Getting older can come with many challenges. However, if your senior loved one has dementia, he or she faces one of the greatest challenges of all. A dementia diagnosis comes with a stigma that can leave older adults feeling ashamed, useless, and as if the world has forgotten about them. If your loved one has dementia, even in its earliest stages, there are some things you can start doing today to empower him or her.
1. Don’t Assume They Are Completely Incapacitated
When families find out their loved one has dementia, they may begin to doubt his or her abilities. Allow your loved one to continue doing as much as possible independently, but try to monitor from a distance. There may come a point when your loved one can’t do many things without assistance, and this is when you can step in.
Make sure your loved one has the support he or she needs to perform daily tasks. If your senior loved one needs professional in-home care in Rockwall, TX, Home Care Assistance is here to help. We are a trusted provider of respite and 24-hour care, and we also offer specialized Alzheimer’s, dementia, Parkinson’s, and stroke care for seniors.
Another common assumption is that people with dementia don’t have much to say, or what they do say won’t make sense. Family members and caregivers tend to talk over them, ignore them, and write off the things they do hear. Just asking your loved one how he or she is doing, how his or her day went, and if there’s anything you can do for him or her can make a significant difference. Be patient and listen to your loved one’s responses without judgment, even if he or she has difficulty communicating them.
3. Find Ways to Delay Cognitive Decline
No one wants to live with the fear of what the future may hold. However, research has shown there are ways to slow the progression of dementia, such as changing the diet, getting physical exercise, taking vitamin supplements, or exercising the brain. Do your homework and share your findings with your loved one. He or she may want to give it a try, or he or she may be happy knowing you put in the effort.
4. Help Them Age in Place Safely
No one wants to spend their later years in an unfamiliar place. However, dementia may lead to moving to a place with around-the-clock care. Do what is necessary to keep your loved one living at home for as long as possible. This might mean bringing in other friends and family members to spend days or nights at his or her home. It may also mean hiring professional in-home care. You may need to make some changes to your loved one’s home to ensure safety.
Many seniors prefer aging in place over moving to an assisted living facility. If your senior loved one needs assistance to remain safe and comfortable while living at home, reach out to Home Care Assistance, a leading Rockwall, Texas, home care agency. Our dedicated in-home caregivers can assist with meal prep, bathing and grooming, exercise, medication reminders, and many other important tasks.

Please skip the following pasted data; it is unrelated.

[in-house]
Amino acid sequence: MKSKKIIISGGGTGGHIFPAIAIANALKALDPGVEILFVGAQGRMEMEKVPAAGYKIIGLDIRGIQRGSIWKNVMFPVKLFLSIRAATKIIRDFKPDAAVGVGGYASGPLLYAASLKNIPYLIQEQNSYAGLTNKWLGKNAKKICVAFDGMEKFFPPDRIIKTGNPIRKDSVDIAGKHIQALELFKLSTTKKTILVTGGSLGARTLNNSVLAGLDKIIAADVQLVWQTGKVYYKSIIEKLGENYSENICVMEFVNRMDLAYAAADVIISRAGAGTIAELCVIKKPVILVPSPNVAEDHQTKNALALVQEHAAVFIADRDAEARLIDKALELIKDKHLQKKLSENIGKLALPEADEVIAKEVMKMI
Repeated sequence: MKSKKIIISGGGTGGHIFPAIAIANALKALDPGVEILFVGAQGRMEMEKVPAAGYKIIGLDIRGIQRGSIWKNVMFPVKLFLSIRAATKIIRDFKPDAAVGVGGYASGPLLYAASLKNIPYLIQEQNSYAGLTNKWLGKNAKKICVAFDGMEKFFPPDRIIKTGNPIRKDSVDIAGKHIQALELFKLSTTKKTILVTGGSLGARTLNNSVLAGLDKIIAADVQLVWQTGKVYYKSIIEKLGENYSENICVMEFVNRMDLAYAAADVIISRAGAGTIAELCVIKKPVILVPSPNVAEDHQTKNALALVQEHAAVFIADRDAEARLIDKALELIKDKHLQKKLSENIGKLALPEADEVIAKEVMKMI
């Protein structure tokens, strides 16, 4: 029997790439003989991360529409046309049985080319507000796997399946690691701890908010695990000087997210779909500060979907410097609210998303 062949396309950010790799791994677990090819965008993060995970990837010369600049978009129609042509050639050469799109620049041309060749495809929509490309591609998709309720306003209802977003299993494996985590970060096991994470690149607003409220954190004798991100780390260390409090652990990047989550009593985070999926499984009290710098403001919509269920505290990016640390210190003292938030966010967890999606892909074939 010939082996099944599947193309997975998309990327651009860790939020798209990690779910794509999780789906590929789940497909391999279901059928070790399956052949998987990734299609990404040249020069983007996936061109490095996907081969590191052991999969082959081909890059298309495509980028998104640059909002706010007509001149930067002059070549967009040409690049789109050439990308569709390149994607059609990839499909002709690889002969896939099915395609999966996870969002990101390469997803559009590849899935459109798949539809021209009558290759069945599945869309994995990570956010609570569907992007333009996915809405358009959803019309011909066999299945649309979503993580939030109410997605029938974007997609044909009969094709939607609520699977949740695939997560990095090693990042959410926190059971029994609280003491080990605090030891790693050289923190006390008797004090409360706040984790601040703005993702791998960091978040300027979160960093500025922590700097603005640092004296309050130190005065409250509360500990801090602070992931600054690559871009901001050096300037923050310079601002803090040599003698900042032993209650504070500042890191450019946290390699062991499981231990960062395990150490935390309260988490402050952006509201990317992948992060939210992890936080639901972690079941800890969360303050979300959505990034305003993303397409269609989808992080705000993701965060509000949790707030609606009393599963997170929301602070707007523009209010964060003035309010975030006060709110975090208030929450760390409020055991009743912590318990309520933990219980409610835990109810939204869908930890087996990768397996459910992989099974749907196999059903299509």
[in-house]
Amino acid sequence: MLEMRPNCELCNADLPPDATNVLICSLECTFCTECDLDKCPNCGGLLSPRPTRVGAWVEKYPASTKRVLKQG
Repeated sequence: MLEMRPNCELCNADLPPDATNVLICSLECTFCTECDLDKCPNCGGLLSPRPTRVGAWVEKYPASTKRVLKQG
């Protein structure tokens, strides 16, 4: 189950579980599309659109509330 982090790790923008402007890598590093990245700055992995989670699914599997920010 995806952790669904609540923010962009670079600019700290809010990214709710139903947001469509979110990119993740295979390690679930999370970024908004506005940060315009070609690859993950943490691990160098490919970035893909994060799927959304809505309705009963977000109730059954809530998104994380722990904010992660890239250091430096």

5. Encourage Socialization
With a dementia diagnosis, it may be more challenging to maintain a social life. For older adults, isolation is far too often the norm and can lead to poor health. It’s important to continue your relationship with your loved one as if nothing has changed, and make sure he or she can maintain other relationships. This may mean driving your loved one to lunch dates with a friend or helping him or her get out of the house for other purposes. Encourage friends and family members to visit your loved one more frequently, or hold holiday gatherings, barbecues, and birthday parties at his or her house.
6. Promote a Sense of Purpose
Older adults who have retired from their jobs may feel as if they have nothing to contribute to society. The stigma of dementia may add to this feeling. While your loved one may not be able to go out and get a full-time job, there are still plenty of opportunities to maintain a sense of purpose. Help your loved one find a way to volunteer. Encourage him or her to advocate for other people with dementia and join in the battle. Your loved one can even do something from home, such as crocheting or knitting blankets for homeless people.
When seniors develop dementia, family caregivers are not always able to provide the mental stimulation they need to feel in control of their lives. Families who find it difficult to care for their aging loved ones without assistance can benefit greatly from professional respite care. Rockwall, Texas, family caregivers who need a break from their caregiving duties can turn to Home Care Assistance. Using our proprietary Balanced Care Method, our respite caregivers can encourage your loved one to eat well, exercise regularly, get plenty of mental and social stimulation, and focus on other lifestyle factors that promote longevity. To create a customized care plan to help your senior loved one age in comfort, call one of our professional Care Managers at (972) 722-7833.